Outsiders’ perceptions of how banks operate and their role in the economy can be quite different from the reality. This is especially evident in the ideas of consumer groups and some lawmakers’ aides have about how banks make money.

Maybe it is because deposits are insured, or maybe it is out of sheer ignorance, but there seems to be an assumption that banks are nonprofit organizations and should provide their services pro bono.

The most egregious recent example is what some banking critics say about service fees for noncustomer use of teller machines. Take this statement from last fall from Sam Jordan, an adviser to Rep. Maxine Waters of California:

“An ATM transaction is a paperless transaction. So what’s the cost? There is no need to charge that fee; they’re simply tapping out the consumer.”

Years ago, when I was teaching at New York University, First National City Bank (now Citibank) hired me to teach “Economics for the Thinking Citizen.”

The bank’s leadership established this course after a survey showed that a good number of its employees felt profits were about five times wages in the nation. Additionally, most had no understanding of the vast amount of capital that investors had to provide to support each of their jobs.

The 13-week course drew not only regular 9-to-5 employees but also night-shift people — strong men who wore lumber jackets to class and then went out to repossess cars — and part-time waiters from the bank’s dining room. We repeated the course about 12 times, because it was found again and again that it gave people a better attitude about their jobs and the bank’s goals.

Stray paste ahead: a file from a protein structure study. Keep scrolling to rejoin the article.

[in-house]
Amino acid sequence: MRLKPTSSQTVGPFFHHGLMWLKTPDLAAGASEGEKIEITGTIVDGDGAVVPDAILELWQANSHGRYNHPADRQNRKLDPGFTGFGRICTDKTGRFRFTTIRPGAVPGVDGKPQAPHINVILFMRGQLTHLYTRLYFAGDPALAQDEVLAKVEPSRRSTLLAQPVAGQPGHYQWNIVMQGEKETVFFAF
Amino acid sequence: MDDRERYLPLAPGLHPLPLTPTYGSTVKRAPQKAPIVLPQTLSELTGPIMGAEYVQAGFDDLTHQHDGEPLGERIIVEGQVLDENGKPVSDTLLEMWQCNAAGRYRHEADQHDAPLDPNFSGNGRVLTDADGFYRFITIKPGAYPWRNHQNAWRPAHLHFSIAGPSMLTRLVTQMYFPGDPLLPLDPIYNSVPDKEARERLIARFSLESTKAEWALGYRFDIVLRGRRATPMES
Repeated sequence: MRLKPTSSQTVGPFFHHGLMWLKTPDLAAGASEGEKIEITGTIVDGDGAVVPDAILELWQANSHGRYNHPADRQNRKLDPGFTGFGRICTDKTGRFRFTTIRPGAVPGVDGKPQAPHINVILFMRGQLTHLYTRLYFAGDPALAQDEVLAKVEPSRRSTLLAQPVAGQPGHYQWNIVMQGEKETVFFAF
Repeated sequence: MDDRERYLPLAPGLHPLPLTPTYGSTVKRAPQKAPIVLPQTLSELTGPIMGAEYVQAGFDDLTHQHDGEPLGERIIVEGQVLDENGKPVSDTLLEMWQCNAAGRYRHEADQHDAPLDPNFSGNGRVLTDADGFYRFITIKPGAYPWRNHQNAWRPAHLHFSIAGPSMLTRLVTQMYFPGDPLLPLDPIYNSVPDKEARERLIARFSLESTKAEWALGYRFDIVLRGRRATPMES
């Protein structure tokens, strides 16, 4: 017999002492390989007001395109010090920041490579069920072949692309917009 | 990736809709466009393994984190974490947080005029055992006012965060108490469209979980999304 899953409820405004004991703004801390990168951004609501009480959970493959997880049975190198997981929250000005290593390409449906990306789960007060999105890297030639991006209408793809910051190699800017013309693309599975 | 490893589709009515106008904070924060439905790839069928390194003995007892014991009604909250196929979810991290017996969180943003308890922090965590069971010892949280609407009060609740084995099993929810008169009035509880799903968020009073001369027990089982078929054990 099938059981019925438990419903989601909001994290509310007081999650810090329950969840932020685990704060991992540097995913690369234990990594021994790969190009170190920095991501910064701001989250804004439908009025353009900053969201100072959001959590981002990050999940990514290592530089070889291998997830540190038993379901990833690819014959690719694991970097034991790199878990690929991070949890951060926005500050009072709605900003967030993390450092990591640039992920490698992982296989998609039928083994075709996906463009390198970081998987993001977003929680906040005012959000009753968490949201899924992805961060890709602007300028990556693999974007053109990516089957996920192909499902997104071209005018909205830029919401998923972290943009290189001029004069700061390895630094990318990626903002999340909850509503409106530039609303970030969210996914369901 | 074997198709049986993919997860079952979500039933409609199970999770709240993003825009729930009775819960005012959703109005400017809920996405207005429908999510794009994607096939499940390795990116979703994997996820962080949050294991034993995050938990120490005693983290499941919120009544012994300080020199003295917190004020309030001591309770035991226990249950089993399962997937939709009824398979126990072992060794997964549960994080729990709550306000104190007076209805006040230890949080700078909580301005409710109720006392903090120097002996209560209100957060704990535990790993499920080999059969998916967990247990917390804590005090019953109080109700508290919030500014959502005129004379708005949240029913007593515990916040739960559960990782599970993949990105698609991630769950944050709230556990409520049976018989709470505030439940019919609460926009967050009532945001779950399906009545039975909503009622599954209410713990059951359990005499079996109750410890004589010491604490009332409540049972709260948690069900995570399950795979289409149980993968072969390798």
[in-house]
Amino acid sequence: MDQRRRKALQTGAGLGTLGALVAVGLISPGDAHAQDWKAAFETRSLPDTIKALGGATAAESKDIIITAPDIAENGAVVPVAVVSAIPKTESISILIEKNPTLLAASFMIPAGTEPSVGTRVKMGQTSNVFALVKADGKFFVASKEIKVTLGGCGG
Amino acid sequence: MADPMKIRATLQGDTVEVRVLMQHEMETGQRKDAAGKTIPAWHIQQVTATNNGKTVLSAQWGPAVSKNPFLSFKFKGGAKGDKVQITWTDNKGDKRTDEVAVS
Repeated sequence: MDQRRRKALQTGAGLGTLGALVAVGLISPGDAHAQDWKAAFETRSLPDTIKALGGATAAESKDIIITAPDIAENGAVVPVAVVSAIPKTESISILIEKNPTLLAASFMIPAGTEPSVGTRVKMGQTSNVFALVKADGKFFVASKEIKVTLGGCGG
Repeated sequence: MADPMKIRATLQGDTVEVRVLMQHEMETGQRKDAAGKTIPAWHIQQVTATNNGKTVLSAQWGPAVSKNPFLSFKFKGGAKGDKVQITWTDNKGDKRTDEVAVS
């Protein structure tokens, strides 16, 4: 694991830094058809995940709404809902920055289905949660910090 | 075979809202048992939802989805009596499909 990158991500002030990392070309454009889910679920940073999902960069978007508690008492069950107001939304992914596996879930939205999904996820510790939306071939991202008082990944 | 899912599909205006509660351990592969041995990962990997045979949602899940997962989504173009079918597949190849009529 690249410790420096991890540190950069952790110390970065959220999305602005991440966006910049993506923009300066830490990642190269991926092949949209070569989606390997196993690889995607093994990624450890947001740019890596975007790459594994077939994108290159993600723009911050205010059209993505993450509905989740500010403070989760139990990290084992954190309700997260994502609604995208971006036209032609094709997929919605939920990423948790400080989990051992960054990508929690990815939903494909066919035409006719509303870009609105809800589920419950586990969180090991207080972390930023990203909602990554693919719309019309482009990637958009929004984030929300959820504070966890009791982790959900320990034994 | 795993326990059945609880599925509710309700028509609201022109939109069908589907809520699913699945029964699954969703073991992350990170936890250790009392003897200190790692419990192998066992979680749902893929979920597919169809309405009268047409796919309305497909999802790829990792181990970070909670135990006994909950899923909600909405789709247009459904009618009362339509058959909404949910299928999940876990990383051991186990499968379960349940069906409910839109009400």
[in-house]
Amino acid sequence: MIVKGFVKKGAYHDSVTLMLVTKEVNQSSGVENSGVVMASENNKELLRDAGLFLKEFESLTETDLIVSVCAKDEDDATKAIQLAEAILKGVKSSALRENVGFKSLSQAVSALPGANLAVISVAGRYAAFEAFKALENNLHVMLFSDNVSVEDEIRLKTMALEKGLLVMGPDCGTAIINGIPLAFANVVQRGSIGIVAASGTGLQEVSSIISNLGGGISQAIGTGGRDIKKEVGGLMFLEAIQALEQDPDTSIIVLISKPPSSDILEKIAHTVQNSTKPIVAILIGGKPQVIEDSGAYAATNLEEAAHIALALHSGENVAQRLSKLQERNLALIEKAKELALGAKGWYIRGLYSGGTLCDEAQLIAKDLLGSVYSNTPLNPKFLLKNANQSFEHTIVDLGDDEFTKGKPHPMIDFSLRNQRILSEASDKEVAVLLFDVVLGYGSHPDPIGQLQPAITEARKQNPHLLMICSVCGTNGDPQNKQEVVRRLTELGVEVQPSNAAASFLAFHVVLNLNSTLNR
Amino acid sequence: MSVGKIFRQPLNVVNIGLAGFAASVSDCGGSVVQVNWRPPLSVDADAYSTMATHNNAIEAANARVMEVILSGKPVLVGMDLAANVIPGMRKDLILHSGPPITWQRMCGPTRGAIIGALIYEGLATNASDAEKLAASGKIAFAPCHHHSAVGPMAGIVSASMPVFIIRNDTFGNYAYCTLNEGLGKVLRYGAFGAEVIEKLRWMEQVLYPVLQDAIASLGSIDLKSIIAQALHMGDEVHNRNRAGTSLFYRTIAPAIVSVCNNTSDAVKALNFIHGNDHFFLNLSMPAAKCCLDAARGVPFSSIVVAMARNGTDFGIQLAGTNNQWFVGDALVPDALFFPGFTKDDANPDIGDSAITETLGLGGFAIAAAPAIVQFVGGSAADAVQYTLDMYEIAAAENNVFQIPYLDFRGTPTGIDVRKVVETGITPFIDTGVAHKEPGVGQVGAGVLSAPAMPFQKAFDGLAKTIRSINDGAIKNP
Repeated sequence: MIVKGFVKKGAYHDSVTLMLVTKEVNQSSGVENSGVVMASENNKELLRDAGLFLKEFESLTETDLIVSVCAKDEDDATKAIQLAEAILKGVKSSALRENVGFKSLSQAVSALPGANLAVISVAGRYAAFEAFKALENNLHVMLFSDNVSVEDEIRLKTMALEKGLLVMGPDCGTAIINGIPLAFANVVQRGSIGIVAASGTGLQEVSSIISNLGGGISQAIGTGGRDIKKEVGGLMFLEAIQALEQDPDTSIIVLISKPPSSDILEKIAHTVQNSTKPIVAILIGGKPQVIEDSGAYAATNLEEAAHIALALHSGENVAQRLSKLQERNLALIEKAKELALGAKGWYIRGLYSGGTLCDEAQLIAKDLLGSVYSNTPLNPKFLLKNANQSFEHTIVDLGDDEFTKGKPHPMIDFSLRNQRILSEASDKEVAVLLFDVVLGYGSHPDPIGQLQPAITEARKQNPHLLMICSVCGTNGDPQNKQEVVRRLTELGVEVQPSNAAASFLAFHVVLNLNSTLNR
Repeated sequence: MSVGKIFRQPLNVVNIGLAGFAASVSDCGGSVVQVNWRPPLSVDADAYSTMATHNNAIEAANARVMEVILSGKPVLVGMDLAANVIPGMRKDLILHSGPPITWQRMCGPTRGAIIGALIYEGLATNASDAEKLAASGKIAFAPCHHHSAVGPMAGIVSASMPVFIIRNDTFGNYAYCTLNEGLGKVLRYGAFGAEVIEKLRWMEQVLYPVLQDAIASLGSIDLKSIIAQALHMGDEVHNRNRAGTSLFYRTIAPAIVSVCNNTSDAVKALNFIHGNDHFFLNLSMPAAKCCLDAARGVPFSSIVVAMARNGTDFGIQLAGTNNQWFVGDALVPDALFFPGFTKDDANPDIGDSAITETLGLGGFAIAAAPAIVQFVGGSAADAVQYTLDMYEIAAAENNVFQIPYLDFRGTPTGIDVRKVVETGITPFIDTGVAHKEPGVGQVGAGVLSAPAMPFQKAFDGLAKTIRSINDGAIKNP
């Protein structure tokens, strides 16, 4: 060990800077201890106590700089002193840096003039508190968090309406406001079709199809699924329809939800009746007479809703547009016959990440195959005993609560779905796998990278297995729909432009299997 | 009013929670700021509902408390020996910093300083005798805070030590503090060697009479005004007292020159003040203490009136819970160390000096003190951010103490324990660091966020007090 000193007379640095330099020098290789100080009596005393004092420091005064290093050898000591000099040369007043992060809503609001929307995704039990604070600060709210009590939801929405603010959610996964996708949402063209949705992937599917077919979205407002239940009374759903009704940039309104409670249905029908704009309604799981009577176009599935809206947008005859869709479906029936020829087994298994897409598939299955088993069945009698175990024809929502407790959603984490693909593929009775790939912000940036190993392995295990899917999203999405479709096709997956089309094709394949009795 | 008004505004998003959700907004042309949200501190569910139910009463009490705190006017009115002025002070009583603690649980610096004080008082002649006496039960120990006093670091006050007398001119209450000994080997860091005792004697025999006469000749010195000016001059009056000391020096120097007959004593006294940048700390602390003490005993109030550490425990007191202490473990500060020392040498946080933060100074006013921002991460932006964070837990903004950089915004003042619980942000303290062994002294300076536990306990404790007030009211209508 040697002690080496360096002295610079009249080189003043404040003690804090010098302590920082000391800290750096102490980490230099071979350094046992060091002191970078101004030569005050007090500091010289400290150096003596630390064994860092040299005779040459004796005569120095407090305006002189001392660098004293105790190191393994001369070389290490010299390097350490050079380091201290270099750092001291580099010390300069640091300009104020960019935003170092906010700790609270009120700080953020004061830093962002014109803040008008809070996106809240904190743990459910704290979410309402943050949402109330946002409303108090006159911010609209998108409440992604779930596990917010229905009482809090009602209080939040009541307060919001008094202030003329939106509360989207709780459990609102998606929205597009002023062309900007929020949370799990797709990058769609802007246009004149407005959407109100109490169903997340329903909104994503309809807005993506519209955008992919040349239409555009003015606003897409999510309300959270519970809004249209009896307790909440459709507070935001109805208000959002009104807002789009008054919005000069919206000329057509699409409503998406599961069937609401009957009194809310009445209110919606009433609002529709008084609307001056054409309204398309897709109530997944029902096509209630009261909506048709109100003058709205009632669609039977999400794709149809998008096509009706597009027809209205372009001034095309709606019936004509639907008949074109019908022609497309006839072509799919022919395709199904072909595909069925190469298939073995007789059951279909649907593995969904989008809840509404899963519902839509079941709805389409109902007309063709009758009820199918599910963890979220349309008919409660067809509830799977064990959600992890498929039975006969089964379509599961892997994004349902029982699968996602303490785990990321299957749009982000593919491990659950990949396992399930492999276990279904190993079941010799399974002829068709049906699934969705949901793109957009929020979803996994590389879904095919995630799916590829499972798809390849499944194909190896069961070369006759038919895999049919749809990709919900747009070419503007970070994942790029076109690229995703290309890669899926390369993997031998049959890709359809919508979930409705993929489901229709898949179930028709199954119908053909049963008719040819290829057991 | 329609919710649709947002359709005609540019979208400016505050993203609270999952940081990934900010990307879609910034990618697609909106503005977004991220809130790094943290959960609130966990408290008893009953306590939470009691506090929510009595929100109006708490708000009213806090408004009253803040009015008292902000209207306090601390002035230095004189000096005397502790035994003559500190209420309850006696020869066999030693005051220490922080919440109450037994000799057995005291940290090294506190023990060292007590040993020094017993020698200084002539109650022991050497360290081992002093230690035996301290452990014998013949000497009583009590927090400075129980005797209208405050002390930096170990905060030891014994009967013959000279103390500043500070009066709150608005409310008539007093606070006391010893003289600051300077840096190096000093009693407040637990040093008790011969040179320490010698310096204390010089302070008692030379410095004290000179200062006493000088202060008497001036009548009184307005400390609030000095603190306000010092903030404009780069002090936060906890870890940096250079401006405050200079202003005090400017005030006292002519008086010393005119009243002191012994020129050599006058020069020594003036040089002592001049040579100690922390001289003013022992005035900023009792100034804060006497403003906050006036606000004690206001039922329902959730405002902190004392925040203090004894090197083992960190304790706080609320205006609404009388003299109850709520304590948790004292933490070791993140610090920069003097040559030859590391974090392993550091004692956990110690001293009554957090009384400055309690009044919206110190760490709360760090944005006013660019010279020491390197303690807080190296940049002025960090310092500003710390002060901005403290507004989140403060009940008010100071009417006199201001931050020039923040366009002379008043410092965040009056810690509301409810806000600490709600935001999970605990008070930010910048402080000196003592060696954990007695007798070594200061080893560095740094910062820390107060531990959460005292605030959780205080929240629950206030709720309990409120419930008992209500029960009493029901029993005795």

Last November the gulf between perception and reality was on display at the Bank Administration Institute’s retail delivery conference.

For example, while 29% of the bankers felt that consumers would consider Web portals the best medium for financial advice and information, only 11% of the consumer group felt that way. On the other hand, about 50% of the bankers said ongoing financial advice was the service the public would be most apt to pay for, against only 20% of consumers.

In a positive finding for community banks, 22% of the consumers said they would seek financial supermarket services from the community banks or credit unions. Only 9% of the bankers said they thought consumers would avail themselves of such services.

These disparities make clear that bankers should take a long, hard look at themselves from their customers’ perspective. If they are to make their marketing effective, they first have to determine if they are aiming at a real target or at a figment of the imagination.

Mr. Nadler, an American Banker contributing editor, is a professor of finance at Rutgers University Graduate School of Management in Newark, N.J.

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